Providing More Care, Protecting Seniors and Building More Beds Act Receives Royal AssentPublished on December 10, 2021
Legislation will protect our progress by ensuring long-term care and retirement home residents get the care they deserve
TORONTO — Today, the Providing More Care, Protecting Seniors, and Building More Beds Act, 2021 received Royal Assent. This landmark legislation will ensure residents in long-term care and retirement homes get the quality of care they deserve.
“Our government has a plan to fix long-term care and this new legislation is a key part of our plan,” said Rod Phillips, Minister of Long-Term Care. “This legislation will help us ensure that residents receive better quality of care and enjoy a better quality of life by supporting the three pillars of our plan: improving staffing and care; protecting residents through better accountability, enforcement, and transparency; and building more modern, safe, and comfortable homes for our seniors.”
The legislation will repeal the Long-Term Care Homes Act, 2007 and replace it with the Fixing Long-Term Care Act, 2021, which helps improve long-term care by:
- establishing in law the commitment to provide an average of four hours of direct care per resident per day by March 31, 2025, with increasing interim goals to increase care
- establishing new compliance and enforcement tools, including doubling the fines on the conviction of an offence
- strengthening the Residents’ Bill of Rights to align with the Ontario Human Rights Code and recognizing the important and ongoing role caregivers play in resident health and well-being
Also included in the legislation are changes to the Retirement Homes Act, 2010 that will significantly improve the health, protection, and well-being of residents in retirement homes across Ontario by:
- providing better quality care for residents, and better protection for those in unlicensed homes
- improving protection for residents against financial abuse
- strengthening the authority of the Retirement Homes Regulatory Authority (RHRA), to be a more effective regulator and administrator of the Retirement Homes Act, 2010.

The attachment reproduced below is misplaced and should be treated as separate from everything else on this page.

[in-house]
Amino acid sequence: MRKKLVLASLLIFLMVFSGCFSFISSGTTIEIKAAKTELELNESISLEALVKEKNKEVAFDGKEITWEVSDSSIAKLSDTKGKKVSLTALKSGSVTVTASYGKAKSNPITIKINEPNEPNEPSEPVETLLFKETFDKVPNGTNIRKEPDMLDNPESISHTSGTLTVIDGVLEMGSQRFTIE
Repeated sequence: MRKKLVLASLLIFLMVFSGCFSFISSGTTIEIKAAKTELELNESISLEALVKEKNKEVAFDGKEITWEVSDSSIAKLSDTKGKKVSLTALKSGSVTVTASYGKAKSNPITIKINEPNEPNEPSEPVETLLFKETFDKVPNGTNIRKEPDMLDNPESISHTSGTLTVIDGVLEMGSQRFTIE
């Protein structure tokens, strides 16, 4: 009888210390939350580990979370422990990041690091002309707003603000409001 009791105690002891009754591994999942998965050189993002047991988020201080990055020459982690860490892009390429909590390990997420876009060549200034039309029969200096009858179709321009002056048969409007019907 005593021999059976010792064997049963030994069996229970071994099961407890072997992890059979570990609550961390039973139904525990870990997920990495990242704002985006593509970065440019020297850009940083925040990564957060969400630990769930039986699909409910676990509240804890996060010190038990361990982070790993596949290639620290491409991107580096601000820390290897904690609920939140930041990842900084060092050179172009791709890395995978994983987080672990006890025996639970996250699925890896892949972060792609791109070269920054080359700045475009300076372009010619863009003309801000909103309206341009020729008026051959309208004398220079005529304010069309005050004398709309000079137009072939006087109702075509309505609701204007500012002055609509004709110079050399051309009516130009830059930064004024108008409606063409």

In the coming months, the government will propose and publicly consult on regulations to further support and strengthen the new Fixing Long-Term Care Act, 2021 and the Retirement Homes Act, 2010.
“Our government’s improvements to the Retirement Homes Act will create a stronger retirement home system for residents and families across Ontario,” said Raymond Cho, Minister for Seniors and Accessibility. “Seniors deserve to live in dignity. Seniors should get the very best care. Seniors have built this province. These changes will make this possible.”
- Ontario’s long-term care staffing plan commits to increasing the hours of direct care to an average of four hours per day for each long-term care resident by March 2025 and increasing care provided by allied health care providers, per resident, per day by 20% by March 2023. As part of this commitment, the government is investing $4.9 billion over four years to support more than 27,000 new positions in long-term care, including personal support workers, registered nurses, and registered practical nurses.
- The government is providing an additional $72.3 million over three years to increase enforcement capacity including doubling the number of inspectors across the province by 2022–23. This will make Ontario’s inspector to long-term care homes ratio the highest in Canada.
- The province has made a historic $6.4 billion investment to deliver 30,000 net new long-term care beds by 2028 and about 28,000 upgraded long-term care beds across the province.
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